Wedding Rings. Wednesday , November 22nd , 2017 - 10:50:26 AM
Scout an exciting background. Unleash your inner photo stylist. Find an Instagram-worthy skyline, latte or patterned pillow to serve as the backdrop of your ring selfie. Go the distance. Cell phone pics will never be professional quality, but there are a few tricks to make your shots look almost as crisp. Avoid the zoom on your camera— physically moving your phone will make a less pixelated photo. If you`re using an iPhone, set up your shot and then tap the screen to focus the lens. Avoid shaky shots by pushing the buttons on your earbuds to snap a photo instead of tapping your screen. Strike a (flattering) pose. Say good-bye to creepy hands by relaxing your fingers, adding a prop or resting your hands on your new fiancé`s arm. Avoid shots that highlight every pore and strand of hair on your hands by a slight tilt of the camera—or your hand—instead of shooting straight on. Take lots of options, but only upload one. You want your ring to stand out and look awesome. Skip the collages and pick one great shot to feature.
Top Tips to Choosing Your Wedding Party. They`re your support group, your A-team, your wedding day front line. Here`s our crash course on creating your perfect wedding party. Choosing who will stand up with you on one of the most important days of your life may seem daunting, but don’t worry—we’re here to walk you through the steps. So take a deep breath, we promise it’s not as tough as it seems. Think twice before you ask. Once you`ve asked someone to be in your wedding party, you can`t go back. So while it may be tempting to ask all of your favorite friends to be in your wedding party the minute you get engaged, don`t. Take your time. Give yourself at least a month, if you can, to mull over the options. Then ask yourself this question: Will I be just as close to this person in five years as I am now? Tip for the taking: If you`re on the fence about asking someone to be in your wedding party, consider how they`d fit in with the rest of your attendants.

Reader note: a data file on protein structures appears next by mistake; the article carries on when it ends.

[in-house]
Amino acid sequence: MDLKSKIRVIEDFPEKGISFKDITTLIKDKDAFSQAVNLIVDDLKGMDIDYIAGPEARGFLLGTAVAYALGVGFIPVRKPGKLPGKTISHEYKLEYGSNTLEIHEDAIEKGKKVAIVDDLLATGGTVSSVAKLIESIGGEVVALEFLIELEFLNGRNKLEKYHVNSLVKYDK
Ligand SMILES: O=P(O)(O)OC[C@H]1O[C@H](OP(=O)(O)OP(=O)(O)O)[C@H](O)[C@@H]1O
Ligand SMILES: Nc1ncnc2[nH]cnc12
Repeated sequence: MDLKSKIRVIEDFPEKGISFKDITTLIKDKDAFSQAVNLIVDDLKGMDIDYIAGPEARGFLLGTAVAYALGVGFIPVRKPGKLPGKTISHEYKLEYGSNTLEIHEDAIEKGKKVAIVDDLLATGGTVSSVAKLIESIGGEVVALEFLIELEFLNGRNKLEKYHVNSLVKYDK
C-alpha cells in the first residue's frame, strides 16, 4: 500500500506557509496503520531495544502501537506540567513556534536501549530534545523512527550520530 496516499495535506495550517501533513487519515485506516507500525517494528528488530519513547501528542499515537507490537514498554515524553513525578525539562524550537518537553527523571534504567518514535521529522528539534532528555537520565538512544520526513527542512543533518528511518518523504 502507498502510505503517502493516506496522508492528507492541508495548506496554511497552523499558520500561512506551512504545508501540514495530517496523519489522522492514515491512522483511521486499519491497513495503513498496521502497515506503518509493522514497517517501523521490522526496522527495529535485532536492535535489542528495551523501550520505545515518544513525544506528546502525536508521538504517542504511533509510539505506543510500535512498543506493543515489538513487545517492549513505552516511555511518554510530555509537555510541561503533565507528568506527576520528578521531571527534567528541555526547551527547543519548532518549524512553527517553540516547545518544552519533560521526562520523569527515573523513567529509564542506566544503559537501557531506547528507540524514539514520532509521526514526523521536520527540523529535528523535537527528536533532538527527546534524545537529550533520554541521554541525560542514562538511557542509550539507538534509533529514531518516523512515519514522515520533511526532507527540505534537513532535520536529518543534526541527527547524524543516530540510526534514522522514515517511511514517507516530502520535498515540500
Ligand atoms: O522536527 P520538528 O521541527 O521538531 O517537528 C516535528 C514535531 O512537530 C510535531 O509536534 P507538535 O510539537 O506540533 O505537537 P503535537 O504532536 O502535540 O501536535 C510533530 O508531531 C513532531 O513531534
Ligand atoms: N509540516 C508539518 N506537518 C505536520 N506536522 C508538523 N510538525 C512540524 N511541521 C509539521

You may be setting yourself up for disappointment. Tip for the taking: For friends who can`t commit for whatever reason (they live out of town or are busy at work), let them in on just a few wedding prep activities, like an invitation stuffing party complete with wine and pizza. Include your brothers and sisters. Not to sound like your mom, but think about it: Even if you`re not particularly close to his sister or her brother, siblings are going to be around well past your 10-year anniversary, and chances are, you`ll become closer over the years. If you come from a big family and you can`t possibly include everyone, draw the line at teenagers. Instead, make them a part of the ceremony by asking them to pass out programs or seat guests. Tip for the taking: Traditionally, it`s ladies on one side and guys on the other, but feel free to break that rule and have them stand on either side of the aisle. Consider the size of your wedding. You can have as many (or few) bridesmaids and groomsmen as you like. The average wedding party size is four on either side. Use that as a guide when you decide. Depending on formality, go larger or smaller. For a smaller wedding with around 50 to 60 guests, have no more than four, but for a larger wedding of, say, 150, you could go up to 12 if you really wanted. Just keep this in mind: More isn`t always merrier. The more attendants you have, the more details to organize —flattering tuxes or dresses, a bachelor or bachelorette party with 12 attendants who have busy schedules, wedding party gifts and so much more. Tip for the taking: If there are a lot of people you want to include in your wedding party but just can`t, give them other roles, like usher, ceremony reader or candlelighter. Call him the man of honor and her the best woman. Guys can stand with the bride and women can stand with the groom. It`s really up to you—what`s most important is that you include your favorite people, women and men. Tip for the taking: There are no hard-and-fast rules about how to dress them. You can dress your groomswomen in tuxedos or dresses (or even rompers), and your bridesmen can look just like the groomsmen or they can match their suits to the bridesmaid dresses.
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